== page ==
In a vote last Wednesday, Choose Life at Yale (CLAY) was denied membership at the school’s Social Justice Network. The group has been the first to be denied membership in Dwight Hall, which is a non-profit organization at Yale.
The organization has its own website, which describes itself:
The Social Justice Network (SJN) of Dwight Hall at Yale is a coalition of organizations and individuals working for social justice and social change at Yale, in New Haven, and beyond. SJN is dedicated to building a community among those who identify themselves as working for social justice, while helping activists develop skills necessary to achieve this change. SJN is a resource center, providing the space for dialogue and cooperation, creating and maintaining links to other organizations. Click here to learn more about the history of the Social Justice Network.
CLAY was a provisional member of SJN for the past year and engaged in many successful projects and endeavors as a club. Yale Daily News reported:
Members of the Social Justice Network, including Johnson, encouraged CLAY to apply for Dwight Hall provisional membership in fall 2013, citing the group’s volunteer work at Saint Gianna Center — a local crisis pregnancy center on Whitney Avenue — as community service.
CLAY regularly sends its members to volunteer at Saint Gianna Center, a nonprofit organization that provides resources and education for pregnant women, Michaels said. In addition to offering free pregnancy tests and assistance in obtaining baby supplies, the center helps expecting mothers find housing and employment as needed, she added. The center ensures that women who wish to keep their pregnancies have the ability to do so, McEachon said.
And now, because of their denial, CLAY does not have access to membership privileges such as funding, vehicles, printing and meeting space. Hernandez expressed disappointment and frustration over the decision, “…especially after having gone through this year-long provisional process…” The two other groups which applied for membership status, New Haven REACH and Circle of Women, gained full membership.
Present at the vote was a “Yale feminists” t-shirt, worn by co-coordinator of Dwight Hall, Teresa Logue. The junior claimed that she did not let her political bias interfere with the vote and that CLAY was treated the same way as other groups.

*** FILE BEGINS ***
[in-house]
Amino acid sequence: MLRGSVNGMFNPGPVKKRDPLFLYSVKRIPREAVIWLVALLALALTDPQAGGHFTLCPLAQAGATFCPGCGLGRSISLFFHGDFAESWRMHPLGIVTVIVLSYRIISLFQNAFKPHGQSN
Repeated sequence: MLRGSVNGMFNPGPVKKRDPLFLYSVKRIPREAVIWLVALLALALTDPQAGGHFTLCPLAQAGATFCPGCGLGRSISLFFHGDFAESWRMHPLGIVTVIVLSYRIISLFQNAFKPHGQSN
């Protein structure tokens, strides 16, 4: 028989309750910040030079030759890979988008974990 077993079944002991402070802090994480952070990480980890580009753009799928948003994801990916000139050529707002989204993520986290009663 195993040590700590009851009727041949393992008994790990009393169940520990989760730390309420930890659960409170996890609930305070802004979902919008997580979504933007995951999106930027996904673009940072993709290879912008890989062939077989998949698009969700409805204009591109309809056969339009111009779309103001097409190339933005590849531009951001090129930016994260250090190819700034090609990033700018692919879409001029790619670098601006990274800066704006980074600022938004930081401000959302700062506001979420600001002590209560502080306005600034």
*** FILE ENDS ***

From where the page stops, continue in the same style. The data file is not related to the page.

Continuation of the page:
CLAY noticed the bias though, and Courtney McEachon, president of the club last year, said that they felt as if they were not respected and that the t-shirt “seemed like a shameless plug against CLAY.”
Other students took lengths to act out against CLAY, including the Yale chapter American Civil Liberties Union (ACLU), a group which does enjoy membership status at Dwight Hall. Campus Reform mentions that Andre Manuel, chair of the chapter, wrote in opposition to CLAY having membership status, as it would “divert funds away from groups that do important work pursuing actual social justice.” It is not so much for students to identify themselves if they working for social justice then, despite the description from Dwight Hall’s website. Apparently groups like ACLU, which promotes abortion, and whose founder was in strong support of the practice, are the ones to dictate what “actual social justice” is.
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And here is where the outrage lies. It is not just in that the pro-life group was the one group ever to be denied status. Those in favor of abortion fail to allow their opponents even a platform for that dialogue or the right to that cooperation also explained on Dwight Hall’s website.
For those who consider abortion in a manner that acknowledges how complex the issue truly is, they are the ones able to understand and think clearly. Opponents of life are not only biased, with such t-shirts and op-ed pieces as a few examples, but narrow minded. Perhaps they are afraid of discussion, but they are also the ones in power to deny those who dissent equal status. Those deciding who is in or out of Dwight Hall need not behave in such an unprecedented manner. They may even learn a thing or two about a kind of social justice outside the comfort zone for most of them.